For Crossfitters

This was the big test, and I waited for a particularly challenging day. I wanted a workout with some major foot movement. Maybe some jumps, double-unders, burpees, or sprints. It probably goes without saying that anything slip-on is by its very nature unlikely to stay put quite as well as a shoe with some sort of fastening system (Similarly, see the FiveFingers El-X for Crossfit review I recently posted). That said, the Moc3 surprised me. I felt aware of the shoes during box jumps due to the relatively smooth sole, but didn’t slip. During double unders (which I’m not the best at), when I’d catch the jumprope on my feet it would sting significantly more than in a sneaker due to its thinness, but that’s a problem I have with FiveFingers as well. Once or twice if I turned suddenly or pivoted I’d feel maybe the slightest slippage inside the shoe, but it was typically so little as to be quickly forgotten. All other movements felt fine. It was easy to forget that I was wearing a slip-on. In short, I wouldn’t use these for cross training with any regularity. But they’ll more than do in a pinch, especially if you’re on a business trip where you forgot your exercise shoes and find yourself with only these to run in or wear to the gym. Which is exactly what happened to me.

Final thoughts

I dig the Moc3. I’ve mentioned its thinness, flexibility, and breathability a lot — but figured I’d mention it one more time for good measure. For slip-ons these stay on your feet very well. They’re one of the truest multi-functional minimalist shoes I’ve tried, so long as conditions are mostly dry. Since these are slip-ons, though, I’d strongly recommend that you take care to get exactly the right size. Take the time to measure your foot properly so you’ll get the right fit. Put in the time to do it right and the Moc3 will do you right in return. [Available for $94 at | Other Soft Star Shoes reviews]

By Greg

Greg is a runner, CrossFitter, trainer, and self-proclaimed geek. He also blogs on [url=]intellectual engagement, fitness, nutrition, and more at[/url] and [url=]writes fiction over at[/url].

9 replies on “Soft Star RunAmoc Moc3 Review”

Great review!

I have not tried the Moc3’s, but I am a big fan of my Soft Stars (I have Ramblers, Merry Janes, Roos with a tough leather sole, and Phoenix Boots; and I have Dash Runamocs on my list for next year’s winter running). They are definitely very basic and yeah, they can look a bit slipper-like so I was hesitant for a long time, but they are incredibly comfy, roomy and I dare say I feel more freedom and comfort in them than my VFF’s since I get so much wiggle room and movement in the toe box. I love my VFF’s, and they are still my go-to “shoe” for running and basically all physical activity, but my Soft Stars have become my more common go-to for more casual wear, and even frequently do an appearance at work instead of my Jayas.

Oh, and their customer service via the Elves is great, as is their return policy and ability to pick different colours, widths, soles, etc!

@RayKay – I agree about the customer service at Soft Star. They’re fantastic!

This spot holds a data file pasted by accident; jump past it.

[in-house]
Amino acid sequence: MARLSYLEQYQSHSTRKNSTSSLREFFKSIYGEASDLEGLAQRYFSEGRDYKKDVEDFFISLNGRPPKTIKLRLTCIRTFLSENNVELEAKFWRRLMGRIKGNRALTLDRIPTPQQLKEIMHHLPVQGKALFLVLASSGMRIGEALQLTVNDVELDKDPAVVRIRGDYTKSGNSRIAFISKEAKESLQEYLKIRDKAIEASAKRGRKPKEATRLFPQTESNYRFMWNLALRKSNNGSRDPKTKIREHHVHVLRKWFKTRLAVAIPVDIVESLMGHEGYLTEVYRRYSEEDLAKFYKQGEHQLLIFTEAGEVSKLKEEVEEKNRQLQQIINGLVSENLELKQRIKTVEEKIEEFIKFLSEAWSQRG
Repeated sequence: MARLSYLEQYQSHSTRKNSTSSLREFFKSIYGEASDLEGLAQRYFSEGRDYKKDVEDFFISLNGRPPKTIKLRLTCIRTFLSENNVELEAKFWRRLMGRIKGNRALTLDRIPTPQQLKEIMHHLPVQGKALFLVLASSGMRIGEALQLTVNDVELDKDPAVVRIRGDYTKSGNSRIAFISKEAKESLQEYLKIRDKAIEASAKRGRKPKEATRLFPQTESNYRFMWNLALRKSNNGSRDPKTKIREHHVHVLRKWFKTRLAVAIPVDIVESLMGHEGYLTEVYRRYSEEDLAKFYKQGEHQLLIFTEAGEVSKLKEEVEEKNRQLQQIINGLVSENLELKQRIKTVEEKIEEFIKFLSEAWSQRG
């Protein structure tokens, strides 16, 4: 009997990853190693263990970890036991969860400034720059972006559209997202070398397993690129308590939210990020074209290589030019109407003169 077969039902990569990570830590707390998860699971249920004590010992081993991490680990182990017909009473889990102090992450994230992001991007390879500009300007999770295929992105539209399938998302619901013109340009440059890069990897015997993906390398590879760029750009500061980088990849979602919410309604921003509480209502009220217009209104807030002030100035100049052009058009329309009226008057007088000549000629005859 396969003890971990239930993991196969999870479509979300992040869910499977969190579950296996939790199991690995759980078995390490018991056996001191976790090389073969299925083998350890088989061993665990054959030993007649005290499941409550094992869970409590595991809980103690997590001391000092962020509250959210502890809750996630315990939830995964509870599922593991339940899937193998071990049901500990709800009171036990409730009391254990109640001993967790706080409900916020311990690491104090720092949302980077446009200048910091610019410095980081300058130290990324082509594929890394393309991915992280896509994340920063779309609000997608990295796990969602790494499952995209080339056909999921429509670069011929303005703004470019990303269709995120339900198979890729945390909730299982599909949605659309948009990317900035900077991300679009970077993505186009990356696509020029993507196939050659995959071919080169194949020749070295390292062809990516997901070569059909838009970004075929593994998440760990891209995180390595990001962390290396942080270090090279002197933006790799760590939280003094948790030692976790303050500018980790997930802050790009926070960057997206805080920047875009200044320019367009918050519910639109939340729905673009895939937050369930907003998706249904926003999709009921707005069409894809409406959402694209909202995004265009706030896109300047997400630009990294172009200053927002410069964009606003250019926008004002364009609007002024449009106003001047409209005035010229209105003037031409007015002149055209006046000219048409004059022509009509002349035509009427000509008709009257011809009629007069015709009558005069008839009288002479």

@dogman – I agree! If only more people thought like that. I’m not fond of all the rules and cultural expectations about shoes. There’re even laws related to being required to wear shoes in places that it wouldn’t seem to matter — like my friendly neighborhood pool hall.

Best shoes ever- I have 4 pairs. I also have a Xero 4mm and the moc3’s are much thinner.

There’s some good videos on youtube with the designer that’s worth checking out.

What an informative review!

I myself am currently torn between getting a pair of Moc3’s or a pair of Roo Moccasins with the suede sole. Has anyone tried both and can comment about which has better groundfeel? These would be for casual use in the city, not for running, so I’m not concerned about traction, just about groundfeel. 🙂

@Megan M – I’ve not tried the Roo Moccasins but I did find this line in Justin’s old review of the Roo and Rambler:

“The soft sole of the Roo is lightweight and ultra-flexible meaning that it wraps around your foot and moves dynamically with your foot. Comparatively, the Rambler’s Vibram rubber sole, while minimal, flat, and not providing cushion, adds weight and stiffens up the soft sheepskin liner, reducing barefoot feel for the ground and increasing the awareness of your foot that it’s wearing a shoe.”

The Moc3 has an incredibly thin sole (3mm), but it *is* a vibram sole, so the above statement about its slight reduction in barefoot feel is probably valid for the Moc3 too.

My sons have the Soft Star mocs w/ the suede sole and they really like them. I have a few pairs of Old Friend Moccassins with a soft suede sole and I LOVE the feel of the soft sole on the ground!! It definitely feels different than a rubber sole, even a very thin rubber sole. The only issue here in the DC area is its damp often- the ground is damp. I only wear them on dry days. I really like the idea of a soft, slip on shoe like these. I may try these in the fall!!

These look good from a business wear perspective as well. Tied of my stuff leather business shoes squashing my pinky toes. I’m interested to see how well they wear